Papillomavirus-like particles (VLPs) are a promising prophylactic vaccine candidate to prevent human papillomavirus (HPV) infections and associated epithelial neoplasia. However, they are unlikely to have therapeutic effects because the virion capsid proteins are not detected in the proliferating cells of the infected epithelia or in cervical carcinomas. To increase the number of viral antigen targets for cell-mediated immune responses in a VLP-based vaccine, we have generated stable chimeric VLPs consisting of the L1 major capsid protein plus the entire E7 (11 kDa) or E2 (43 kDa) nonstructural papillomavirus protein fused to the L2 minor capsid protein. The chimeric VLPs are indistinguishable from the parental VLPs in their morphology and in their ability to agglutinate erythrocytes and elicit high titers of neutralizing antibodies. Protection from tumor challenge was tested in C57BL/6 mice by using the tumor cell line TC-1, which expresses HPV16 E7, but not the virion structural proteins. Injection of HPV16 L1/L2- HPV16 E7 chimeric VLPs, but not HPV16 L1/L2 VLPs, protected the mice from tumor challenge, even in the absence of adjuvant. The chimeric VLPs also induced protection against tumor challenge in major histocompatibility class II-deficient mice, but not in β2-microglobulin or perforin knockout mice implying that protection was mediated by class I-restricted cytotoxic lymphocytes. These findings raise the possibility that VLPs may generally be efficient vehicles for generating cell-mediated immune responses and that, specifically, chimeric VLPs containing papillomavirus nonstructural proteins may increase the therapeutic potential of VLP-based prophylactic vaccines in humans.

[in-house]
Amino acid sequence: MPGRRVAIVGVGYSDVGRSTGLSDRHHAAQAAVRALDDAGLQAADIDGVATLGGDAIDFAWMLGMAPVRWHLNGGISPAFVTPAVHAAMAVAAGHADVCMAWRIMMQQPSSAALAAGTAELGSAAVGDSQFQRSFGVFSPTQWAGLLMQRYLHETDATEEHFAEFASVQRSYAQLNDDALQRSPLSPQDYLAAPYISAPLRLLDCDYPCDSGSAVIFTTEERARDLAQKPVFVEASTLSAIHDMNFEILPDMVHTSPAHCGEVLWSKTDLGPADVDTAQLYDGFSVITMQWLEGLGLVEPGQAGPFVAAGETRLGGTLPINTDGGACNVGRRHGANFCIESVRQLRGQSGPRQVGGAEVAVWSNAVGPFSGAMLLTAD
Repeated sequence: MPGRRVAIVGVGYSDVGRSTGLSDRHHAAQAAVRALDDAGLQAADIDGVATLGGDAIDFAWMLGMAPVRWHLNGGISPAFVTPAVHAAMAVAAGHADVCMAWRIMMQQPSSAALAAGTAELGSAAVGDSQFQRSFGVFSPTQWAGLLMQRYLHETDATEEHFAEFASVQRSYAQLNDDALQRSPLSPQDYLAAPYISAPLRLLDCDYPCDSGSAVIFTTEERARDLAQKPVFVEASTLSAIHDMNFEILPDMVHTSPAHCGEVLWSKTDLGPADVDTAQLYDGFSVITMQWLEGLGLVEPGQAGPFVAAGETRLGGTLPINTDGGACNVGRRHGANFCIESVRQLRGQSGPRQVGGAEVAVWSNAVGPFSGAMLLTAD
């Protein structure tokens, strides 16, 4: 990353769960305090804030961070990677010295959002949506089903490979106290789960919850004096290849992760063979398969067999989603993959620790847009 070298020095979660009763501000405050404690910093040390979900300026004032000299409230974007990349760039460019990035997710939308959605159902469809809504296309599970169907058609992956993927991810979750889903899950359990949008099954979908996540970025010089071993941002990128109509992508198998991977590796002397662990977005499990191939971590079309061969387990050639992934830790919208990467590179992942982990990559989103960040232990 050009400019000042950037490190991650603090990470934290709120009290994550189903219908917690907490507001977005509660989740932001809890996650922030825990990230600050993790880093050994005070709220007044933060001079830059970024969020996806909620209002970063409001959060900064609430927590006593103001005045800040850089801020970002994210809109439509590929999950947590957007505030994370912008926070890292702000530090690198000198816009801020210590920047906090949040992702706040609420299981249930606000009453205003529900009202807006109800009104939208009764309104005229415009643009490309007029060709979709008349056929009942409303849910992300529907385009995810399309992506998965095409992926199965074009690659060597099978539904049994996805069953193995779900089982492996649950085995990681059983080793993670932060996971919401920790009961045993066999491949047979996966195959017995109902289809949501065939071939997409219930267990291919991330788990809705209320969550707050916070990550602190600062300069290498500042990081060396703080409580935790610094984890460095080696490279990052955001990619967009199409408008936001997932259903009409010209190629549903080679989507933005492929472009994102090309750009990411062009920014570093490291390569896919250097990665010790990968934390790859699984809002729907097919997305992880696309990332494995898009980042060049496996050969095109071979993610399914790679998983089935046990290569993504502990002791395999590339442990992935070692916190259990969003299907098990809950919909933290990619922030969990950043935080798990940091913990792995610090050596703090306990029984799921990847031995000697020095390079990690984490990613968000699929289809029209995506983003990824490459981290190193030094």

|Original language||English (US)|
|Number of pages||6|
|Journal||Proceedings of the National Academy of Sciences of the United States of America|
|State||Published - Feb 17 1998|
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